“There is no denying that [Singh] may have had a personal stake in the issue of land seizures, but her journalism was exercised in the larger public interest,” the mission report said. After consulting with police, family members, and colleagues, the mission concluded that, although there were several overlapping motives and actors involved, her work was a major factor in her death.

Singh’s killing was not solved by late year, and its shadow hung over the Terai press. Several journalists left the region, according to local news reports. Madhesi groups separately threatened two regional correspondents for independent media group Kantipur Publications: Jitendra Khadka in January and Manika Jha in February. Parsa district’s Gadhimai FM programmer Gyanendra Raj Misra was wounded in the hand in a February shooting that FNJ reported was work-related. In August, the Madhesh Terai Forum in Saptari district banned distribution of Nepali-language newspapers—the region is dominated by dialects of Hindi—and torched 15,000 copies of national newspapers, according to FNJ.

After the 2008 elections, in which the Unified Communist Party of Nepal (Maoist) won a majority, the Maoist-fronted coalition government began talks with some pro-independence Madhesis. By mid-2009, though, the government was focused on its own conflicts. In May, Prime Minister Pushpa Kamal Dahal dismissed the chief of the army; in a move many believed was unconstitutional, President Ram Baran Yadav overturned the decision, prompting Dahal to resign. Maoist lawmakers walked out on a May 23 vote to select his replacement, and Madhav Kumar Nepal, of the Communist Party of Nepal (United Marxist Leninist), ran unopposed.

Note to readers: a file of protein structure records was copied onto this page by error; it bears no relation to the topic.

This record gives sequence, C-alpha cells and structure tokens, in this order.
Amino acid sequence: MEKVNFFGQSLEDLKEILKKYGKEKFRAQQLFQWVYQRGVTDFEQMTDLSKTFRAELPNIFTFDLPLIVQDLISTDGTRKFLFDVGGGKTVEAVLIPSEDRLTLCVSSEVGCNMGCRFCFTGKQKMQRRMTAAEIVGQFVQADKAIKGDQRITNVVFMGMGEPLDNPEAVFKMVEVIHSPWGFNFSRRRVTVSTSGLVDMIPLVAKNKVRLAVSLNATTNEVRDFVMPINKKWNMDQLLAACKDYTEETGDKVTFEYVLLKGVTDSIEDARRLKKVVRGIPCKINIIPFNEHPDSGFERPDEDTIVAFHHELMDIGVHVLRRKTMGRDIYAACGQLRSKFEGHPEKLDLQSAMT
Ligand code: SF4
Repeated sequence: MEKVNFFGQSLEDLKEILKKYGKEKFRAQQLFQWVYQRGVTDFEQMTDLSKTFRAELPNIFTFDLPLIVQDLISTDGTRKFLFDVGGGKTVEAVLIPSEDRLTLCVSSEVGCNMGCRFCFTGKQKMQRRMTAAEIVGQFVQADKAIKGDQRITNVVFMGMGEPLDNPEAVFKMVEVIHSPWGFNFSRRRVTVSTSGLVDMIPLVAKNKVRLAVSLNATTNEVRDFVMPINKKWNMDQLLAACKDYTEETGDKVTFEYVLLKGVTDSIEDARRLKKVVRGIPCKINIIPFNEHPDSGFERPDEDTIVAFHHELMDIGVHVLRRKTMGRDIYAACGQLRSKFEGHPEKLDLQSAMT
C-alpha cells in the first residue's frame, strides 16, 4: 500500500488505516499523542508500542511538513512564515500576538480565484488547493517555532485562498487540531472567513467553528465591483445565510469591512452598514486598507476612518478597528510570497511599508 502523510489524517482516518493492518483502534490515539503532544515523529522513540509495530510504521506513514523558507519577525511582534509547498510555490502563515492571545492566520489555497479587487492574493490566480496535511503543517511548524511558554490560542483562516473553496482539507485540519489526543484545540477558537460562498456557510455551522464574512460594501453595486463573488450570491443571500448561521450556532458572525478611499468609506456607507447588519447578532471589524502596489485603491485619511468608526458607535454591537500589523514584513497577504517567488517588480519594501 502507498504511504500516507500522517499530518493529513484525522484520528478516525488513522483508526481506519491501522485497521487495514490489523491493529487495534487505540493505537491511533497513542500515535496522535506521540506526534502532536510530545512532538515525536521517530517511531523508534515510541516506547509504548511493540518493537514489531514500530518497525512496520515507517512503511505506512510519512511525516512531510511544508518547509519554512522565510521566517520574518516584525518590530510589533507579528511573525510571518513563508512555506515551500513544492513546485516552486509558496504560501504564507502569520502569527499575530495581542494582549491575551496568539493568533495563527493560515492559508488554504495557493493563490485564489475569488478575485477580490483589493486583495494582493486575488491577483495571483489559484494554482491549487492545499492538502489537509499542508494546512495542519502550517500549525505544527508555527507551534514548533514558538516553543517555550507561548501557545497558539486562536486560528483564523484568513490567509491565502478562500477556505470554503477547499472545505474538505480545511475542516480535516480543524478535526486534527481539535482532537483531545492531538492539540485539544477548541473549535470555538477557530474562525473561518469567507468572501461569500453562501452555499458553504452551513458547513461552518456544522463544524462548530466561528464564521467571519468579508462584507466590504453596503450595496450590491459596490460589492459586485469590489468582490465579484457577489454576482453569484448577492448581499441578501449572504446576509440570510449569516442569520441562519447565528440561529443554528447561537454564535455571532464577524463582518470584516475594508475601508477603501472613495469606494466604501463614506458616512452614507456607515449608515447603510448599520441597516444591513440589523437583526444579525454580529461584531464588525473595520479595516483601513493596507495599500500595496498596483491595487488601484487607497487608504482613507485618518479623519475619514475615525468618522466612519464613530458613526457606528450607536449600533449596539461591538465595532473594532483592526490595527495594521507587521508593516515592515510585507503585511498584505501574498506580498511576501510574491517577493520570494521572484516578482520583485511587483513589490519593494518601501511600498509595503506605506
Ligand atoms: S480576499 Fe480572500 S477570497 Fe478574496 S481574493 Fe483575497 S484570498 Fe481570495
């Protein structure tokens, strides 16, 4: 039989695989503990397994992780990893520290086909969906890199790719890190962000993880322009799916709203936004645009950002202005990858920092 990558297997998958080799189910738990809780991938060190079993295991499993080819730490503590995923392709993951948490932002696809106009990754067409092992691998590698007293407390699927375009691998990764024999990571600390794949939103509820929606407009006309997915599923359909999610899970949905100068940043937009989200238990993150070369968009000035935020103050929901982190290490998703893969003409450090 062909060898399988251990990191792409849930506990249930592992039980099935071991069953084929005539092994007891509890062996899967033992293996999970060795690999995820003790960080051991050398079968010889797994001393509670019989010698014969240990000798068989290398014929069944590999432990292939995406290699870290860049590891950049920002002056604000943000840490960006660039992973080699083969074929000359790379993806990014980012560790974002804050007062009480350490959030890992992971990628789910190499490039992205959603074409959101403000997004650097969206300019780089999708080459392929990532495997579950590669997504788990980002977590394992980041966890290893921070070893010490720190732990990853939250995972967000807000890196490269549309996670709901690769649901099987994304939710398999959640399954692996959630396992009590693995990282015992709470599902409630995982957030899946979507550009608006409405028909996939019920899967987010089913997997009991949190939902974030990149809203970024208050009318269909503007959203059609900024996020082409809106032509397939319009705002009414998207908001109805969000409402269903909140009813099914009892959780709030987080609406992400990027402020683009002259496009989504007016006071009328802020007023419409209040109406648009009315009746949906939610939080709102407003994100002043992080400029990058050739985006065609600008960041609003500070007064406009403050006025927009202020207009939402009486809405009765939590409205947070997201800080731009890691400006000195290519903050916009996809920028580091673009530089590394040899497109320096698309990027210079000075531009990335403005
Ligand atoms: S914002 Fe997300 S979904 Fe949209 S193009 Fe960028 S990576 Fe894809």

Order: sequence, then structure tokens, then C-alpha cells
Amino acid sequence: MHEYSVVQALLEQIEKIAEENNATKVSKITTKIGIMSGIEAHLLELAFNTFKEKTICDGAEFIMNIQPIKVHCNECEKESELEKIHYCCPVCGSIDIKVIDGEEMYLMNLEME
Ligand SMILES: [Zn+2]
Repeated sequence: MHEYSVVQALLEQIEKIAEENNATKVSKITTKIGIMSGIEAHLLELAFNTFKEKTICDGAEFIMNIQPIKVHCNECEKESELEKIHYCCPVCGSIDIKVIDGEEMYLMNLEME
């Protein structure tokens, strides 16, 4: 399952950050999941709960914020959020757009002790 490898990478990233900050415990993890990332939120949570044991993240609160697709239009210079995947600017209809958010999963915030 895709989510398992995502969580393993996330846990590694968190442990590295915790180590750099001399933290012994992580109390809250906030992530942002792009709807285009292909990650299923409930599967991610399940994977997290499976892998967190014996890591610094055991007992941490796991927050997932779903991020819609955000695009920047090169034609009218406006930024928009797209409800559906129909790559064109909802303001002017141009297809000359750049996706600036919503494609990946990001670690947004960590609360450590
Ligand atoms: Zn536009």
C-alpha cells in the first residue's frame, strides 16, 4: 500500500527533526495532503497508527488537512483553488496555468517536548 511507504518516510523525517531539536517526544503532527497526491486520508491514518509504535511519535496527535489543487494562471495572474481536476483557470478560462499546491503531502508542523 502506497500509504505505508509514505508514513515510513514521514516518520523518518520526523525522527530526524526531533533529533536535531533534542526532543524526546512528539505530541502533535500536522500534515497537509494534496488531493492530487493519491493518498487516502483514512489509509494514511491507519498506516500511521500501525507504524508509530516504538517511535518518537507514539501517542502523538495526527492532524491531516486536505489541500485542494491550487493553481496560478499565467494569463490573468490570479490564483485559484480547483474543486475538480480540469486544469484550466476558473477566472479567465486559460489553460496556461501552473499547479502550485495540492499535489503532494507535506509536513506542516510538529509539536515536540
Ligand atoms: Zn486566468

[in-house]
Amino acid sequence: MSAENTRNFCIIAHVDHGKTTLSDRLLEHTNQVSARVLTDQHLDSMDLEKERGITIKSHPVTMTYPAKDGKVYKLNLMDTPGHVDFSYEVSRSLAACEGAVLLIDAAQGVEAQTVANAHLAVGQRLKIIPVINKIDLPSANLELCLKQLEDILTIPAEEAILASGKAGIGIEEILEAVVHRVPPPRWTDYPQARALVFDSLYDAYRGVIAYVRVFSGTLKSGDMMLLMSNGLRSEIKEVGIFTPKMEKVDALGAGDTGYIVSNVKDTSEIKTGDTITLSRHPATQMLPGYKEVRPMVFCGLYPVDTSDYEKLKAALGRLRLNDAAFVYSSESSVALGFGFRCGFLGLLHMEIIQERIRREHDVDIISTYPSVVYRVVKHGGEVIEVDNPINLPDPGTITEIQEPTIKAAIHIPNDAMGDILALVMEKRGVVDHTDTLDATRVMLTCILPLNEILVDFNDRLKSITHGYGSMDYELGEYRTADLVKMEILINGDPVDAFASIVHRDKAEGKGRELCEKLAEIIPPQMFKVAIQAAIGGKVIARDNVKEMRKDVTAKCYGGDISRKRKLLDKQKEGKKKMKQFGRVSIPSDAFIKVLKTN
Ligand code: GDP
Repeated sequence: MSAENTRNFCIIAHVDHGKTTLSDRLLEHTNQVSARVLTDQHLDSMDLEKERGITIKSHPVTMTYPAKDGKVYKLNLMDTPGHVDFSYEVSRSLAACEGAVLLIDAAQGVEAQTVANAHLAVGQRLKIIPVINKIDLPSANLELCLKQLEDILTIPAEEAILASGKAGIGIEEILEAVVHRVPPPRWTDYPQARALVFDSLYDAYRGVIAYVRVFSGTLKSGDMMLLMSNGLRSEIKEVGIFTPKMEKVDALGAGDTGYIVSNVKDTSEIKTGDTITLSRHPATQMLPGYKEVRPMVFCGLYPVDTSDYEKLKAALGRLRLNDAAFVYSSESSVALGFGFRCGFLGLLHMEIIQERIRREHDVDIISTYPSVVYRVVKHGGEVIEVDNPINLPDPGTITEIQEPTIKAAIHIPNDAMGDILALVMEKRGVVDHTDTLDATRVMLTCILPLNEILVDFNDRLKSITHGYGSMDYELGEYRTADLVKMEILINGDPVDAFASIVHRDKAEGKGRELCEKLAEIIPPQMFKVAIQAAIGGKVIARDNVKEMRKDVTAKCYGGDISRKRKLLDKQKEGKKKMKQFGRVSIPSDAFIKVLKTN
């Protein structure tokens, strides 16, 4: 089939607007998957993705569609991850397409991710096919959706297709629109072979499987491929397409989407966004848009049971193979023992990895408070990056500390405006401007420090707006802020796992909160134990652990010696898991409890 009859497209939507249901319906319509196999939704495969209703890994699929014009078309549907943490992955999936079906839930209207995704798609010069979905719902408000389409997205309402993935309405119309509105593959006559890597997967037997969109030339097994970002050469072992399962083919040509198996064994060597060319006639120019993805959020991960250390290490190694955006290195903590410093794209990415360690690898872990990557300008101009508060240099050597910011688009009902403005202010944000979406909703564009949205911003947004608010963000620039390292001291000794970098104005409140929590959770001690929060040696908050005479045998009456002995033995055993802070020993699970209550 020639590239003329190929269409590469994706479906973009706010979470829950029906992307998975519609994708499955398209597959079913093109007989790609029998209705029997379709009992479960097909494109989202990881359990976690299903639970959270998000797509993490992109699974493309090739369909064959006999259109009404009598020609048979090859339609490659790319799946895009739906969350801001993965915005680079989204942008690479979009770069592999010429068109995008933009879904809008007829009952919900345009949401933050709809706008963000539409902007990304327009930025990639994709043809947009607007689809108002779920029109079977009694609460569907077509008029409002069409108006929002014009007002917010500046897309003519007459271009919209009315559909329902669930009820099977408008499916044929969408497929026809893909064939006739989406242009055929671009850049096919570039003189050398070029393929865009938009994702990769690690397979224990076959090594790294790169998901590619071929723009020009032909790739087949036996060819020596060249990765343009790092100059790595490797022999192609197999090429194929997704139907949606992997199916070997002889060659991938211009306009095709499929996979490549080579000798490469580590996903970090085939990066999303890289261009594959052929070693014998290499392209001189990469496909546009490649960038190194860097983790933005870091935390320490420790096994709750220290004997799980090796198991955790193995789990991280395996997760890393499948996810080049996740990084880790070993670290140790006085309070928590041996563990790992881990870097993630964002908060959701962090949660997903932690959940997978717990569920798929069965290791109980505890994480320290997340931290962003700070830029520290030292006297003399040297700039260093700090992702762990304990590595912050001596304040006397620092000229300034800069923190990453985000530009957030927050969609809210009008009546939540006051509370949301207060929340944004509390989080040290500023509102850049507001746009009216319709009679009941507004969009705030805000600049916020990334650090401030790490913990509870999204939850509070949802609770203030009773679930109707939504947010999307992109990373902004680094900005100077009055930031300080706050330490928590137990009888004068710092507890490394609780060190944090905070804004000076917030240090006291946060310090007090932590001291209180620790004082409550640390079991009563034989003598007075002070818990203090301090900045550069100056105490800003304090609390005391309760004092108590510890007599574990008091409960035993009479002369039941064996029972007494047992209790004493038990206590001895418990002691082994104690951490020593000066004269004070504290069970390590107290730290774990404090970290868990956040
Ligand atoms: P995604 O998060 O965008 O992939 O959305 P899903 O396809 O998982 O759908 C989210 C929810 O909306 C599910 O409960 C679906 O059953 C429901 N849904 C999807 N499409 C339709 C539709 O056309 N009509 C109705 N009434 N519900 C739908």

The strife deepened political fissures, and journalistic objectivity attracted punishment more often than praise. The principals behind attacks were varied, and included official agents. Police threatened Janapratibimba editor Sanjaya Saha in May for publishing a story alleging they took bribes, FNJ reported. Shiva Oli from the western Doti district went into hiding for three days in July after officials involved in a corrupt drinking water project he exposed had taken him for questioning. Later in Doti, on August 23, police beat Nepal Samacharpatra journalist Bimal Bista while subduing a mob and detained him for 48 hours, according to FNJ.

Journalists cited several confrontations with Youth Communist League members, but youth branches of other political parties were also abusive. Students, farmers, and trade unionists—often politically affiliated—assailed journalists covering their activities. In multiple incidents catalogued by FNJ, vandals stoked fires with stacks of newspapers. The national news group Kantipur Publications was a particular target, but provincial news outlets also suffered. Editorials from the capital bemoaned the rise of self-censorship.

Analysts said press freedom clauses in the interim constitution enacted in 2007 provide a positive framework for the document’s final manifestation, which Prime Minister Madhav Kumar Nepal declared would be adopted on schedule by May 2010. However, journalists complained that existing legislation, such as the 2007 Right to Information Act, has yet to be implemented. Prime Minister Nepal also committed to reversing impunity in a range of human rights abuses. Nepal ranked eighth worst in the world on CPJ’s 2009 Impunity Index, which lists countries that have consistently failed to solve journalist murders.